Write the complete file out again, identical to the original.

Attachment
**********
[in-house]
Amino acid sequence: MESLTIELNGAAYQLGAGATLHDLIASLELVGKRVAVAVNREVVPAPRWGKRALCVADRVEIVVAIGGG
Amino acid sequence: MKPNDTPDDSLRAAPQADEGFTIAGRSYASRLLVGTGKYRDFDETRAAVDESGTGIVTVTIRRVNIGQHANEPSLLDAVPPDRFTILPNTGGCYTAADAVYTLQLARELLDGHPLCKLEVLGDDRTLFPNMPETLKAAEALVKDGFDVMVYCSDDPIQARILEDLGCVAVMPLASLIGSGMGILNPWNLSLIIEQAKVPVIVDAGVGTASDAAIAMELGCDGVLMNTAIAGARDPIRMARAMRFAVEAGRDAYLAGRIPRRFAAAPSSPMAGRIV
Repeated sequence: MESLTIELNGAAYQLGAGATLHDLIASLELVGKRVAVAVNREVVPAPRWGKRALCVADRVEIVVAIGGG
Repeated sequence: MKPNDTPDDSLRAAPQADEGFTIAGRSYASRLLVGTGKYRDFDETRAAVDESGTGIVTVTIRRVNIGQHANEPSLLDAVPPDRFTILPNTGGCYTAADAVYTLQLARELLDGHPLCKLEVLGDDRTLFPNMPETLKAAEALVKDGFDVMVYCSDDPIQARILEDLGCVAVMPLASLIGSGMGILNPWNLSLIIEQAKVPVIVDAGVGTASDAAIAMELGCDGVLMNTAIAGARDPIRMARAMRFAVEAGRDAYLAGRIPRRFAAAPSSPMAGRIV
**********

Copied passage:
[in-house]
Amino acid sequence: MESLTIELNGAAYQLGAGATLHDLIASLELVGKRVAVAVNREVVPAPRWGKRALCVADRVEIVVAIGGG
Amino acid sequence: MKPNDTPDDSLRAAPQADEGFTIAGRSYASRLLVGTGKYRDFDETRAAVDESGTGIVTVTIRRVNIGQHANEPSLLDAVPPDRFTILPNTGGCYTAADAVYTLQLARELLDGHPLCKLEVLGDDRTLFPNMPETLKAAEALVKDGFDVMVYCSDDPIQARILEDLGCVAVMPLASLIGSGMGILNPWNLSLIIEQAKVPVIVDAGVGTASDAAIAMELGCDGVLMNTAIAGARDPIRMARAMRFAVEAGRDAYLAGRIPRRFAAAPSSPMAGRIV
Repeated sequence: MESLTIELNGAAYQLGAGATLHDLIASLELVGKRVAVAVNREVVPAPRWGKRALCVADRVEIVVAIGGG
Repeated sequence: MKPNDTPDDSLRAAPQADEGFTIAGRSYASRLLVGTGKYRDFDETRAAVDESGTGIVTVTIRRVNIGQHANEPSLLDAVPPDRFTILPNTGGCYTAADAVYTLQLARELLDGHPLCKLEVLGDDRTLFPNMPETLKAAEALVKDGFDVMVYCSDDPIQARILEDLGCVAVMPLASLIGSGMGILNPWNLSLIIEQAKVPVIVDAGVGTASDAAIAMELGCDGVLMNTAIAGARDPIRMARAMRFAVEAGRDAYLAGRIPRRFAAAPSSPMAGRIV